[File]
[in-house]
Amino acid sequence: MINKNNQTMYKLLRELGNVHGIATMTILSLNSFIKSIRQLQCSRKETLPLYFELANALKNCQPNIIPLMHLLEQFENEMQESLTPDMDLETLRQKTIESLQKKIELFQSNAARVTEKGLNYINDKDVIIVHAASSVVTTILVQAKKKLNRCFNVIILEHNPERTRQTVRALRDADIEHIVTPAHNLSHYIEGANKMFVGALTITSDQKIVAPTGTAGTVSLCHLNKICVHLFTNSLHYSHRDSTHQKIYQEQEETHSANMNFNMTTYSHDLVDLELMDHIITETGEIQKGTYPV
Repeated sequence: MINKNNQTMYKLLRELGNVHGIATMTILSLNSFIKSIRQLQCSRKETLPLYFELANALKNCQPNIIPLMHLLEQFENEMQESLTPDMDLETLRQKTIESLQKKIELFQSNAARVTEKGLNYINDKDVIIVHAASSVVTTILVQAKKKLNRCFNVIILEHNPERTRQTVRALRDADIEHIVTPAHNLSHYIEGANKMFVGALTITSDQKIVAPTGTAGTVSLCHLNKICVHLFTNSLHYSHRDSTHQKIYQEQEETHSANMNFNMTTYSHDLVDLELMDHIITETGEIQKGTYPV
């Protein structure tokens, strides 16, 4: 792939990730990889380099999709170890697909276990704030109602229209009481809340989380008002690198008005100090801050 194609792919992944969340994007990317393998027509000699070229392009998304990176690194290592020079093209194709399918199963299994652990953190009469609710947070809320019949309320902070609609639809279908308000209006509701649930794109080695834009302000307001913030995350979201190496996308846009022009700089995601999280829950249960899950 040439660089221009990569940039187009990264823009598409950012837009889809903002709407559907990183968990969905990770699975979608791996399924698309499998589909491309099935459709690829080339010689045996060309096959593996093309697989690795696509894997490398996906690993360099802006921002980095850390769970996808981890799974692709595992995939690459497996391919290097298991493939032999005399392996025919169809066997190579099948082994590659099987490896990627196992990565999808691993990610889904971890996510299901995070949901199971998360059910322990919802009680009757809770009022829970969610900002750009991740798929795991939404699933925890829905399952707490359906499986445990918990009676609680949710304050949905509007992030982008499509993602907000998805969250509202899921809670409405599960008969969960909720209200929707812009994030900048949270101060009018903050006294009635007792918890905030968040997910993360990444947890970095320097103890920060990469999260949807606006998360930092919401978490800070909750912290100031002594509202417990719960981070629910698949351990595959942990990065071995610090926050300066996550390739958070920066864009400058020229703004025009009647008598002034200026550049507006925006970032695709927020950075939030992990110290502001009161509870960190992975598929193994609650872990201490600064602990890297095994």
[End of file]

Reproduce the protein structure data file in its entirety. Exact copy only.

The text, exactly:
[in-house]
Amino acid sequence: MINKNNQTMYKLLRELGNVHGIATMTILSLNSFIKSIRQLQCSRKETLPLYFELANALKNCQPNIIPLMHLLEQFENEMQESLTPDMDLETLRQKTIESLQKKIELFQSNAARVTEKGLNYINDKDVIIVHAASSVVTTILVQAKKKLNRCFNVIILEHNPERTRQTVRALRDADIEHIVTPAHNLSHYIEGANKMFVGALTITSDQKIVAPTGTAGTVSLCHLNKICVHLFTNSLHYSHRDSTHQKIYQEQEETHSANMNFNMTTYSHDLVDLELMDHIITETGEIQKGTYPV
Repeated sequence: MINKNNQTMYKLLRELGNVHGIATMTILSLNSFIKSIRQLQCSRKETLPLYFELANALKNCQPNIIPLMHLLEQFENEMQESLTPDMDLETLRQKTIESLQKKIELFQSNAARVTEKGLNYINDKDVIIVHAASSVVTTILVQAKKKLNRCFNVIILEHNPERTRQTVRALRDADIEHIVTPAHNLSHYIEGANKMFVGALTITSDQKIVAPTGTAGTVSLCHLNKICVHLFTNSLHYSHRDSTHQKIYQEQEETHSANMNFNMTTYSHDLVDLELMDHIITETGEIQKGTYPV
């Protein structure tokens, strides 16, 4: 792939990730990889380099999709170890697909276990704030109602229209009481809340989380008002690198008005100090801050 194609792919992944969340994007990317393998027509000699070229392009998304990176690194290592020079093209194709399918199963299994652990953190009469609710947070809320019949309320902070609609639809279908308000209006509701649930794109080695834009302000307001913030995350979201190496996308846009022009700089995601999280829950249960899950 040439660089221009990569940039187009990264823009598409950012837009889809903002709407559907990183968990969905990770699975979608791996399924698309499998589909491309099935459709690829080339010689045996060309096959593996093309697989690795696509894997490398996906690993360099802006921002980095850390769970996808981890799974692709595992995939690459497996391919290097298991493939032999005399392996025919169809066997190579099948082994590659099987490896990627196992990565999808691993990610889904971890996510299901995070949901199971998360059910322990919802009680009757809770009022829970969610900002750009991740798929795991939404699933925890829905399952707490359906499986445990918990009676609680949710304050949905509007992030982008499509993602907000998805969250509202899921809670409405599960008969969960909720209200929707812009994030900048949270101060009018903050006294009635007792918890905030968040997910993360990444947890970095320097103890920060990469999260949807606006998360930092919401978490800070909750912290100031002594509202417990719960981070629910698949351990595959942990990065071995610090926050300066996550390739958070920066864009400058020229703004025009009647008598002034200026550049507006925006970032695709927020950075939030992990110290502001009161509870960190992975598929193994609650872990201490600064602990890297095994």